The smell of iodoform soaks the room. Dim Christmas tree lights cast weak shadows on the walls. On a metal framed bed pushed into one corner lies a woman. In another corner a teenage boy sits on a wooden chair. The Virgin Mary looks down from a picture frame hung above the bed. A phonograph plays faintly in the adjoining apartment.
The woman whimpers, her body contorts. The boy rises anxiously to his feet. He crosses to the bedside table and picks up a hypodermic syringe.
“No, not yet,” smiles the woman wearily. She looks at the clock on the shelf. Not enough time has elapsed since the last dose.
The boy has been with her all afternoon. Through half-open eyes she has observed him, sometimes sketching on a pad, sometimes softly weeping. She knows her illness has caused him great sadness. He is a good boy, she reflects. She wishes her husband could have made his peace with him before he died.
No-one has told her, but she knows that she too is dying. Breast cancer detected too late. Mastectomy performed too late. She has little faith in the doctor. She has less faith in the iodoform treatment. The only one who can save her now is God. She has faith in Him.
An hour passes and it is time for the morphine. The boy administers it with a dexterity acquired over the past eleven months. The woman settles back into a painless, dream-filled, sleep.
She is back in the village with her mother, standing in a lane that runs along the back of their cottage. It is August and they are picking blackberries. The sun is shining and she is happy.
Then she is on a farm at the edge of another village. She is with her six-year-old son and they are gathering eggs from the hen house. Her husband is working alone in the field where the beehives are. The sun is shining.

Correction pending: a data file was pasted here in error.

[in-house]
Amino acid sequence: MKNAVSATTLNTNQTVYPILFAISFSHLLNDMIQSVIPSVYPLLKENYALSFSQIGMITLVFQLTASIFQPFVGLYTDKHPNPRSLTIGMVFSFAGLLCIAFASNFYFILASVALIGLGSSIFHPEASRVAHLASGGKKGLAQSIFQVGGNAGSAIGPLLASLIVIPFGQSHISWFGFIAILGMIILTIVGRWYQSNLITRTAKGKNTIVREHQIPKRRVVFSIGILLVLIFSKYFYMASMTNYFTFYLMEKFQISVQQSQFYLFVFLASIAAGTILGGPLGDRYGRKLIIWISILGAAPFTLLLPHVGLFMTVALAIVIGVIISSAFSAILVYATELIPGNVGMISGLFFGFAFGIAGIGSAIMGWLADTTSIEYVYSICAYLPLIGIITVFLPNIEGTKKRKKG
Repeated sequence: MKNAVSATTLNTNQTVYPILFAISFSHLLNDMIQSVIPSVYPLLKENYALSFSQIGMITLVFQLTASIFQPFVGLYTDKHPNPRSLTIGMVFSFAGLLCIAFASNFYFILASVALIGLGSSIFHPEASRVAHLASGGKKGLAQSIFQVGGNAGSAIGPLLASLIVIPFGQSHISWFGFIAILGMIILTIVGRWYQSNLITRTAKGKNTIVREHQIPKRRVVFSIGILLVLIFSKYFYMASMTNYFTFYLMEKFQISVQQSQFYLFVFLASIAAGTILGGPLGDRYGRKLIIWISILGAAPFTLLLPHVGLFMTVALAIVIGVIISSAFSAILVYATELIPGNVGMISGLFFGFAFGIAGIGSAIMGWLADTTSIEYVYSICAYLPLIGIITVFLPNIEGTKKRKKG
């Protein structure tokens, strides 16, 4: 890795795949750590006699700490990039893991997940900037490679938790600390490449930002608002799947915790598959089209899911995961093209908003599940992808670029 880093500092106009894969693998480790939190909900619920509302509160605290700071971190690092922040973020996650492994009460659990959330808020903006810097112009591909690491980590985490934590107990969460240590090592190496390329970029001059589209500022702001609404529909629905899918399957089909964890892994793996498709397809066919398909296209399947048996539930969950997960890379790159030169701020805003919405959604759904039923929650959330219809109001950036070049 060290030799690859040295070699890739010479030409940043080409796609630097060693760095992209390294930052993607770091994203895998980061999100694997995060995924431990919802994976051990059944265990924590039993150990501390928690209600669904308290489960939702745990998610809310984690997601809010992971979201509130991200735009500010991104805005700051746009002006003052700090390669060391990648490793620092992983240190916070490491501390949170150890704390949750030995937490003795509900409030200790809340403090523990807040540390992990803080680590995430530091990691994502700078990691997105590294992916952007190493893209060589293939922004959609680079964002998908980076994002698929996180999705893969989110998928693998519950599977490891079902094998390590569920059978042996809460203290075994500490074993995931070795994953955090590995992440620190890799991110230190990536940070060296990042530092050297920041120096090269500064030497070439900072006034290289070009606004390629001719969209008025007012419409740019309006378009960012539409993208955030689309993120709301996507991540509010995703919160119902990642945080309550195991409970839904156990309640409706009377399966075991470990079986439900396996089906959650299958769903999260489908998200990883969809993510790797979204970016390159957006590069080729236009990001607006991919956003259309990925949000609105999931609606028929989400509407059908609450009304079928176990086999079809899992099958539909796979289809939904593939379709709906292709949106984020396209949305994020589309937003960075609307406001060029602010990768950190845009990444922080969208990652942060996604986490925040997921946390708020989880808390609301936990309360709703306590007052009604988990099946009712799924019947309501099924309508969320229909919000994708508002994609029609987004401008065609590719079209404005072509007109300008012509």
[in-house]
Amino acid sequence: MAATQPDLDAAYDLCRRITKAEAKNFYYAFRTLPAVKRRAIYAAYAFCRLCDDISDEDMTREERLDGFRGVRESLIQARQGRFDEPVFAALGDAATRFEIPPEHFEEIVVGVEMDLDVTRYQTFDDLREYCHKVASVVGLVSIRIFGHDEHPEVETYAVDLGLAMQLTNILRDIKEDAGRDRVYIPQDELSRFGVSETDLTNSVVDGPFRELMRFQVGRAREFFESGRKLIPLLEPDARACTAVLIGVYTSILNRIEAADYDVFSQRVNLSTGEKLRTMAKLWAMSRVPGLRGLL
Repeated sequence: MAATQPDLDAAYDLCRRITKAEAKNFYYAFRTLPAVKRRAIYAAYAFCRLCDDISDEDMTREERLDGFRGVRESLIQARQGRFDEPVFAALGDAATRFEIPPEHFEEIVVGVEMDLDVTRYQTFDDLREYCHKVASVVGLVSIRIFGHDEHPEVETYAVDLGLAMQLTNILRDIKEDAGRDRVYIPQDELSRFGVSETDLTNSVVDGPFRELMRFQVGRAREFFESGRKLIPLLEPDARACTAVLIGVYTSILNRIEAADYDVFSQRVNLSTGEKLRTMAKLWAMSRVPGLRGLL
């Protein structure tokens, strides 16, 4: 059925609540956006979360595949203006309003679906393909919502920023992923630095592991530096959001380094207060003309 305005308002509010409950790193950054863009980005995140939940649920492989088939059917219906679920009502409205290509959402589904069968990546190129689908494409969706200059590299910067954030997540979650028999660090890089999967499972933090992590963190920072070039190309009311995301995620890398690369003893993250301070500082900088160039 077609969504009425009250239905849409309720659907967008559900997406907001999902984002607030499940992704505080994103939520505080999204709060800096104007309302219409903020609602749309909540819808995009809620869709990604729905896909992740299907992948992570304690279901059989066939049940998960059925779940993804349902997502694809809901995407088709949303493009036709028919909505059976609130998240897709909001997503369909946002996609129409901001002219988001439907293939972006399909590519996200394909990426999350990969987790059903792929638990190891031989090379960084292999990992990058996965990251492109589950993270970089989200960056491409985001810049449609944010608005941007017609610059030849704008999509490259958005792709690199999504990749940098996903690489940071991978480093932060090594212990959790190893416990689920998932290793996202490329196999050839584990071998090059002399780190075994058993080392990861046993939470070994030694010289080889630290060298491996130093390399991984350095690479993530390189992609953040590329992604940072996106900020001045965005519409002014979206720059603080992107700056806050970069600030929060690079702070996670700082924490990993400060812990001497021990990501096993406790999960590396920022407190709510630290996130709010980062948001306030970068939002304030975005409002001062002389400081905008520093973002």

Now she is in a house in a town. Her husband and son are arguing. The sky is dark.
She wakens. She half opens her eyes so that she can watch her son without him knowing.
He is sketching again. He holds the pad out in front of him as he sits in the chair, his work illuminated only by the faltering Christmas tree lights. She wonders what he is drawing. He has always had this gift for art. If only her husband had appreciated this, maybe they would have argued less. He would have seen him for what he was. A good boy.
The boy looks away from his pad and sees that the blanket has slipped from his mother’s shoulders. He moves towards her to adjust it. As he does so, she emits a barely audible yelp of pain. The effects of the morphine are beginning to wear off.
“Don’t worry dear mother,” he reassures her. “Don’t worry. Your boy, Adolph, is here.”
Jack McBride was born in Belfast and has spent all his life in Northern Ireland, except for a year studying for a master’s degree at Newcastle University. Now retired, he has had several articles/ short stories/ poems published in on-line magazines and technical publications.